Airbnb disputes recent study’s findings
LAKE PLACID — Airbnb representatives say a recent study from the Economic Policy Institute, which recommends local governments tax and regulate Airbnbs the same as other lodging, failed to capture the dedication the home-sharing company has to working with local governments on issues such as tax collection, affordable housing and rental regulations.
The report, written by EPI Director of Research Josh Bivens made claims such as that the economic costs of Airbnb likely outweigh the benefits, rising housing prices are in part due to the presence of Airbnbs, and that Airbnbs offer less-reliable tax payments to cities than traditional hotels and motels.
Some Lake Placid residents and officials have also shared similar concerns as both the Lake Placid Village Board of Trustees and North Elba Town Council look to regulate short-term rentals beyond the currently imposed occupancy tax. The two boards could potentially pass laws that would enact a permit system, minimum night stays, safety provisions for short-term rentals and other rules.
Airbnb’s response to the EPI report says Bivens “relies on hotel industry-funded studies and misrepresents how Airbnb works with local governments around the world to regulate home sharing and collect and remit transient lodging taxes.” The EPI report cited 28 references in its bibliography, including at least one obviously tied to hotels — a 2017 study from CBRE Hotels’ Americas Research.
The EPI describes itself as “a nonprofit, nonpartisan think tank created in 1986 to include the needs of low- and middle-income workers in economic policy discussions.” It’s primarily funded by foundation grants and labor unions.
According to Airbnb data, in Essex County, there are now approximately 540 hosts, typically earning about $8,200 annually in supplemental income.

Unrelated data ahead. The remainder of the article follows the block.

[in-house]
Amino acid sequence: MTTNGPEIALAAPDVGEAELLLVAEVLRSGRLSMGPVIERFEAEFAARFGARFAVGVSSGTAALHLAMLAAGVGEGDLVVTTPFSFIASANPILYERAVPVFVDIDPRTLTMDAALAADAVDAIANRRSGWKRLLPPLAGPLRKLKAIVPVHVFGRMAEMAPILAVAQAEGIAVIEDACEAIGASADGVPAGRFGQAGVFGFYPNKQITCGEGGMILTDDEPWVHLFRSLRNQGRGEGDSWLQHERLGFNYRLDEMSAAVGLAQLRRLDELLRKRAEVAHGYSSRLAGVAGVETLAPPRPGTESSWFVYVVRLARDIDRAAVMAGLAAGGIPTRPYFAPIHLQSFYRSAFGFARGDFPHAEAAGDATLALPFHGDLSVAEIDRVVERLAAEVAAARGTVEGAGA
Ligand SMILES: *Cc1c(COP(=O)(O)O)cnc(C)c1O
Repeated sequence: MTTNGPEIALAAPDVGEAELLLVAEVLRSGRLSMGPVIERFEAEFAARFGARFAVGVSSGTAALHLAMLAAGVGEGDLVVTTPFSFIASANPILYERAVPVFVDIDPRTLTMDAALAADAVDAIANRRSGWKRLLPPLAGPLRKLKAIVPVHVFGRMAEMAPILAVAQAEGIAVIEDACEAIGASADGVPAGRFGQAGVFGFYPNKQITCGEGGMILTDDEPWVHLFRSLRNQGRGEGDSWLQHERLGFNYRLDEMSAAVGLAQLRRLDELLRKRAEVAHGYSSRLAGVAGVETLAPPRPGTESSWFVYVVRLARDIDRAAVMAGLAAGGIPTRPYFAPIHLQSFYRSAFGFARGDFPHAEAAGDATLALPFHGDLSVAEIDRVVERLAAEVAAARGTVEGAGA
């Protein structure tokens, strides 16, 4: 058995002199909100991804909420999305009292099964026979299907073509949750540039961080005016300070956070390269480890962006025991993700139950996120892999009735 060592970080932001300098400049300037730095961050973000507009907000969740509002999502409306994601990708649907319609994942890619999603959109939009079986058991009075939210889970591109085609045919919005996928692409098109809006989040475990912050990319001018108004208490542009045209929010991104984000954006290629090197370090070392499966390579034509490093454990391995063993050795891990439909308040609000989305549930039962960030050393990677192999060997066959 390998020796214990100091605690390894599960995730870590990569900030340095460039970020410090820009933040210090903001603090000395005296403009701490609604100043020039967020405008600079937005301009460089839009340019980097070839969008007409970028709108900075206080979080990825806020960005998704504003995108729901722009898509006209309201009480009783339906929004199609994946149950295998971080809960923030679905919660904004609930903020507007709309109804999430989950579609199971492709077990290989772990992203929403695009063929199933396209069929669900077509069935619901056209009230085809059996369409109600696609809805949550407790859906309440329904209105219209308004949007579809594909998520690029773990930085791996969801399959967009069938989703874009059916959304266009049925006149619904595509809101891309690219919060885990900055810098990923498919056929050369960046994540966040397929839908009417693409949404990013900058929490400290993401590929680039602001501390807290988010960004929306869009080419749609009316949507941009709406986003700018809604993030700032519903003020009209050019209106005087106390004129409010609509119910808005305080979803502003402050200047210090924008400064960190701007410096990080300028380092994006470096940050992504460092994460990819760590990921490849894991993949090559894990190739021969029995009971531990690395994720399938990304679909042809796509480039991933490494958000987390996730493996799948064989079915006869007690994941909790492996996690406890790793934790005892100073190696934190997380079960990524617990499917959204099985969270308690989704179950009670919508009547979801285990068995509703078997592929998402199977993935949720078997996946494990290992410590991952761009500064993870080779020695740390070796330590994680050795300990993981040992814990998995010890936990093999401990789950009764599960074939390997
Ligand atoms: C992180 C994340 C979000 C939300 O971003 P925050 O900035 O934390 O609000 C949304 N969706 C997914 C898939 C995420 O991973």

Regional Office of Sustainable Tourism President and CEO Jim McKenna said his group is also trying to identify how many Airbnb units are in Essex County. It’s an ongoing process, he said Thursday, but in July 2018, ROOST identified about 747 units. McKenna said active Airbnb units fluctuate between seasons, so it’s hard to pinpoint a definite number.
At a recent Lake Placid-North Elba public hearing in January, some people brought up the idea that many of the Airbnbs and other short-term rentals in the community are not owned by people who live in the property full-time but rather by conglomerates that own multiple houses.
According to Airbnb data, 90 percent of hosts across New York state have just one unit listing.
Bivens suggests the shift from traditional hotels to Airbnb lodging leads to less-reliable tax payments to cities. Airbnb doesn’t agree, referencing a report from Smith Travel Research that says the U.S. hotel industry saw occupancy increase 0.5 percent from 2017 to 2018. Increased occupancy would ultimately increase the amount of taxes collected.
Currently, in Lake Placid, Airbnb owners pay school, town, village and county property taxes and a county occupancy tax, but not sales taxes to the county and state.
Airbnb Northeast Press Secretary Liz DeBold Fusco said hosts pay local occupancy taxes in 28 of New York’s 62 counties. Essex County got Airbnb to collect occupancy tax in 2016, when the county board passed a law requiring it.
Fusco added that Airbnb supports legislation that would require its hosts to charge sales taxes, too, much like a traditional hotel.